Catalytic life of activated factor XIII in thrombi

Implications for fibrinolytic resistance and thrombus aging

Brian R. Robinson, Aiilyan K. Houng, Guy L. Reed

Research output: Contribution to journalArticle

43 Citations (Scopus)

Abstract

Background - Because the increased fibrinolytic resistance of older thrombi may be caused by the continuous cross-linking action of fibrin-bound activated factor XIII (FXIIIa), we examined the persistence of FXIIIa catalytic activity in clots of various ages. Methods and Results - The time-related changes in FXIIIa activity in clots was measured with (1) α2-antiplasmin (α2AP), a physiological glutamine substrate; (2) α2AP13-24, a peptide; and (3) pentylamine, a nonspecific lysine substrate. The cross-linking of α2AP, α2AP13-24, and pentylamine into fibrin by clot-bound FXIIIa declined rapidly with half-lives of 19, 21, and 26 minutes, respectively. Mutational studies showed that glutamine 14 (but not glutamine 3 or 16) and valine 17 of α2AP13-24 were required for efficient cross-linking to fibrin. The loss of activity was not due primarily to FXIIIa proteolysis and was partially restored by reducing agents, suggesting that oxidation contributes to the loss of the enzyme's activity in clots. In vivo, the ability of thrombus-bound FXIIIa to cross-link an infused α2AP13-24 peptide into existing pulmonary emboli also declined significantly over time. Conclusions - FXIIIa cross-links α2AP and an α2AP peptide, in a sequence-specific manner, into formed clots with a catalytic half-life of ≃20 minutes. This indicates that FXIIIa activity is a hallmark of new thrombi and that the antifibrinolytic cross-linking effects of FXIIIa are achieved more rapidly in thrombi than previously believed.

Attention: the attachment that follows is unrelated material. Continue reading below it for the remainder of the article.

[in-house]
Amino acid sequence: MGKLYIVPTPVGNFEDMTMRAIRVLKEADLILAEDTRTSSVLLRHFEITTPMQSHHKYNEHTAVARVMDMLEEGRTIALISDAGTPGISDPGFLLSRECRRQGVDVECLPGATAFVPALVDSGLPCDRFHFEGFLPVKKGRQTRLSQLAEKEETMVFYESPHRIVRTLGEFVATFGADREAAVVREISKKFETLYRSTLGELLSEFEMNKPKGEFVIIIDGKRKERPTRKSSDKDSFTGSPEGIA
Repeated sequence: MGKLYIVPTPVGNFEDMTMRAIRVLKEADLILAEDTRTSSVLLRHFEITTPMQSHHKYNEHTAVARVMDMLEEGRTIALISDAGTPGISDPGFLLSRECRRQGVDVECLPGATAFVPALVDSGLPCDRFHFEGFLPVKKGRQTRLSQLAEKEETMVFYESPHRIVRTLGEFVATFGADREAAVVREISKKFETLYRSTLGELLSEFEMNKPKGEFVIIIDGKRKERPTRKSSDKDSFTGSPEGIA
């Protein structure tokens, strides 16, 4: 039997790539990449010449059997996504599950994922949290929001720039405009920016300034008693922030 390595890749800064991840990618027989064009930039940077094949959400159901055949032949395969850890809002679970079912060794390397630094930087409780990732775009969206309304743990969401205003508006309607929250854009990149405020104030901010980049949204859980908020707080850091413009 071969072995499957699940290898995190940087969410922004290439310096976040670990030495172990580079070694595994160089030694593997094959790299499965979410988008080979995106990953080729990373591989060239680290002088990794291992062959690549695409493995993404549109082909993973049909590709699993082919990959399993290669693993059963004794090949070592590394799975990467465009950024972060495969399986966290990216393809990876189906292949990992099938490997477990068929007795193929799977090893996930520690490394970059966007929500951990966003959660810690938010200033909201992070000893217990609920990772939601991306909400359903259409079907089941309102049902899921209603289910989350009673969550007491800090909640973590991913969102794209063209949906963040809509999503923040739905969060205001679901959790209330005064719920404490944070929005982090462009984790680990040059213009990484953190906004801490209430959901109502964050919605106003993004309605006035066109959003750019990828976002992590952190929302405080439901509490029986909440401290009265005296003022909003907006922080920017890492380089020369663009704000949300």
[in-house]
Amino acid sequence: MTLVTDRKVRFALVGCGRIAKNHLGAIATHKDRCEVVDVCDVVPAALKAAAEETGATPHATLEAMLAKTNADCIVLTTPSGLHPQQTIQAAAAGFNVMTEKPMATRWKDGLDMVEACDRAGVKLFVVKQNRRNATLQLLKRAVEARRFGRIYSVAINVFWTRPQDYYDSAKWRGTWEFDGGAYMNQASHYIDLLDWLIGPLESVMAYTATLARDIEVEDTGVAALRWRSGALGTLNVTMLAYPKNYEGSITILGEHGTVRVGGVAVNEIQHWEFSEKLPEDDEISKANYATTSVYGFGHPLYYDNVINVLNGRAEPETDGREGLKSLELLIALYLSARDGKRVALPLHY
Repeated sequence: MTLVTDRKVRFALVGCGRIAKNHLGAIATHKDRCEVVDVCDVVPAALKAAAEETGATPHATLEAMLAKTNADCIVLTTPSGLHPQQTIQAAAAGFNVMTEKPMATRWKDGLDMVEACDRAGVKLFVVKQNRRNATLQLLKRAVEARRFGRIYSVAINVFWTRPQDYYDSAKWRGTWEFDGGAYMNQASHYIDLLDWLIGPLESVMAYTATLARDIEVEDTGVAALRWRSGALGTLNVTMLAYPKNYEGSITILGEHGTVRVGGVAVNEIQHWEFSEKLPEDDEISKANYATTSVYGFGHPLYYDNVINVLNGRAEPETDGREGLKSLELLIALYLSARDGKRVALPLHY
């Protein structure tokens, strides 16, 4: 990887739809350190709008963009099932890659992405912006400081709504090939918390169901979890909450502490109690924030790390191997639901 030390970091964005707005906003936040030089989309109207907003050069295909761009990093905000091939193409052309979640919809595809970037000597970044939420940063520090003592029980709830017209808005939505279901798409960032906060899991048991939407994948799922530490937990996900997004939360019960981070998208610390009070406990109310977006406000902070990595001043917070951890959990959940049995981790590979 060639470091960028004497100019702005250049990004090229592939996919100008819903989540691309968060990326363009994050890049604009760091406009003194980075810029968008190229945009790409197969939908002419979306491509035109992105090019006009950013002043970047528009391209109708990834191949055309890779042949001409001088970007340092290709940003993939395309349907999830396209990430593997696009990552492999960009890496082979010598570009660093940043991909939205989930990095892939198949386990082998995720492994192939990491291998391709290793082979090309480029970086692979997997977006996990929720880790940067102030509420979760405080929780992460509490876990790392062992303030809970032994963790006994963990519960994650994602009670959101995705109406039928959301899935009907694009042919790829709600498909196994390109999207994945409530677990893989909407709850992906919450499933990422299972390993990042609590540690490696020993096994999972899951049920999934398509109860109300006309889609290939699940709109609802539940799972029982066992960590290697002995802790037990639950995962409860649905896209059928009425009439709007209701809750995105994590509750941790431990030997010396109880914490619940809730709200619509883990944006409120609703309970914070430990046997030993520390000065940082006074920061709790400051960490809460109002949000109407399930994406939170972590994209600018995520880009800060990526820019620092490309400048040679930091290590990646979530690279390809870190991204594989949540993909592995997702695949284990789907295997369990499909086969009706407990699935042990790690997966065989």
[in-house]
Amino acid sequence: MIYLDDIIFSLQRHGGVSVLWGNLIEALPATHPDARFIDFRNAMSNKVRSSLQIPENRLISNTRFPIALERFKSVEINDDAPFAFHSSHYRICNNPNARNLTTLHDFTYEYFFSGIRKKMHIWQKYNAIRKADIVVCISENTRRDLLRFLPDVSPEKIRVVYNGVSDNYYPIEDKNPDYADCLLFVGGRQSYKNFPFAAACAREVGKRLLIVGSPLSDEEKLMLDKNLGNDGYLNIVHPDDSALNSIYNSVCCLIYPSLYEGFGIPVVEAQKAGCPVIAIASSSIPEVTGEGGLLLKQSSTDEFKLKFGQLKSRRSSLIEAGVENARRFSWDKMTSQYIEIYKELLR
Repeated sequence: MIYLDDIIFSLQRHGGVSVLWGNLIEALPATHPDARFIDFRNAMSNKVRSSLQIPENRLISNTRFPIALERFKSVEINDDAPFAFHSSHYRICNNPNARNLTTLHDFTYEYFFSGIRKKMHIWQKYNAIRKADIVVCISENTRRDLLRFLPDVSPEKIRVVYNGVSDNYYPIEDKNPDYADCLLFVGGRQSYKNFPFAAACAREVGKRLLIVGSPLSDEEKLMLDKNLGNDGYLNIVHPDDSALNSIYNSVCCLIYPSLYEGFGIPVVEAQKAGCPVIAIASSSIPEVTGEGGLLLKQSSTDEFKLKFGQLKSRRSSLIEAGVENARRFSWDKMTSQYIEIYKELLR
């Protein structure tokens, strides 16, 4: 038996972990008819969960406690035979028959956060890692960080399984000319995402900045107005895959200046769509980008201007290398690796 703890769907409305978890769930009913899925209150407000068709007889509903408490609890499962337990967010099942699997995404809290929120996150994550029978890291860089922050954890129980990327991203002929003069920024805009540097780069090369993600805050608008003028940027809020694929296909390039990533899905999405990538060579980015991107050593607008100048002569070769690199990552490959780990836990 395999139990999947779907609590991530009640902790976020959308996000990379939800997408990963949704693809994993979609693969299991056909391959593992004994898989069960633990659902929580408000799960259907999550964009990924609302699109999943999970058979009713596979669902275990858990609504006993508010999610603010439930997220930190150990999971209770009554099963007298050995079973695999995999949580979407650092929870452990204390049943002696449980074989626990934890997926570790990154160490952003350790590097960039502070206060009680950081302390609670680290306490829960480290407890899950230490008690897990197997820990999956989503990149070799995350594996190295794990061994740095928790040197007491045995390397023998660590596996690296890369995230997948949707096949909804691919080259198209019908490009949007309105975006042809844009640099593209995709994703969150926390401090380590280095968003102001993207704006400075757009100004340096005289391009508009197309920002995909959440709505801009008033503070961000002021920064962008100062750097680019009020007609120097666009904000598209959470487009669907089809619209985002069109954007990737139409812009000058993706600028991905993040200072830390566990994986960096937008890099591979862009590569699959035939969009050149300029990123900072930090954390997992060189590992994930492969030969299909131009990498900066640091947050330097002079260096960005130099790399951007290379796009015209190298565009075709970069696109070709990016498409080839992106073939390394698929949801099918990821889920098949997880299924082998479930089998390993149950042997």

Original languageEnglish (US)
Pages (from-to)1151-1157
Number of pages7
JournalCirculation
Volume102
Issue number10
DOIs
StatePublished - Sep 5 2000

Fingerprint

Factor XIIIa
Antifibrinolytic Agents
Thrombosis
Fibrin
Glutamine
Peptides
Reducing Agents
Valine
Embolism
Proteolysis
Lysine
Half-Life
Lung
Enzymes

All Science Journal Classification (ASJC) codes

  • Cardiology and Cardiovascular Medicine
  • Physiology (medical)

Cite this

Catalytic life of activated factor XIII in thrombi : Implications for fibrinolytic resistance and thrombus aging. / Robinson, Brian R.; Houng, Aiilyan K.; Reed, Guy L.

In: Circulation, Vol. 102, No. 10, 05.09.2000, p. 1151-1157.

Research output: Contribution to journalArticle

Robinson, Brian R. ; Houng, Aiilyan K. ; Reed, Guy L. / Catalytic life of activated factor XIII in thrombi : Implications for fibrinolytic resistance and thrombus aging. In: Circulation. 2000 ; Vol. 102, No. 10. pp. 1151-1157.
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AB - Background - Because the increased fibrinolytic resistance of older thrombi may be caused by the continuous cross-linking action of fibrin-bound activated factor XIII (FXIIIa), we examined the persistence of FXIIIa catalytic activity in clots of various ages. Methods and Results - The time-related changes in FXIIIa activity in clots was measured with (1) α2-antiplasmin (α2AP), a physiological glutamine substrate; (2) α2AP13-24, a peptide; and (3) pentylamine, a nonspecific lysine substrate. The cross-linking of α2AP, α2AP13-24, and pentylamine into fibrin by clot-bound FXIIIa declined rapidly with half-lives of 19, 21, and 26 minutes, respectively. Mutational studies showed that glutamine 14 (but not glutamine 3 or 16) and valine 17 of α2AP13-24 were required for efficient cross-linking to fibrin. The loss of activity was not due primarily to FXIIIa proteolysis and was partially restored by reducing agents, suggesting that oxidation contributes to the loss of the enzyme's activity in clots. In vivo, the ability of thrombus-bound FXIIIa to cross-link an infused α2AP13-24 peptide into existing pulmonary emboli also declined significantly over time. Conclusions - FXIIIa cross-links α2AP and an α2AP peptide, in a sequence-specific manner, into formed clots with a catalytic half-life of ≃20 minutes. This indicates that FXIIIa activity is a hallmark of new thrombi and that the antifibrinolytic cross-linking effects of FXIIIa are achieved more rapidly in thrombi than previously believed.

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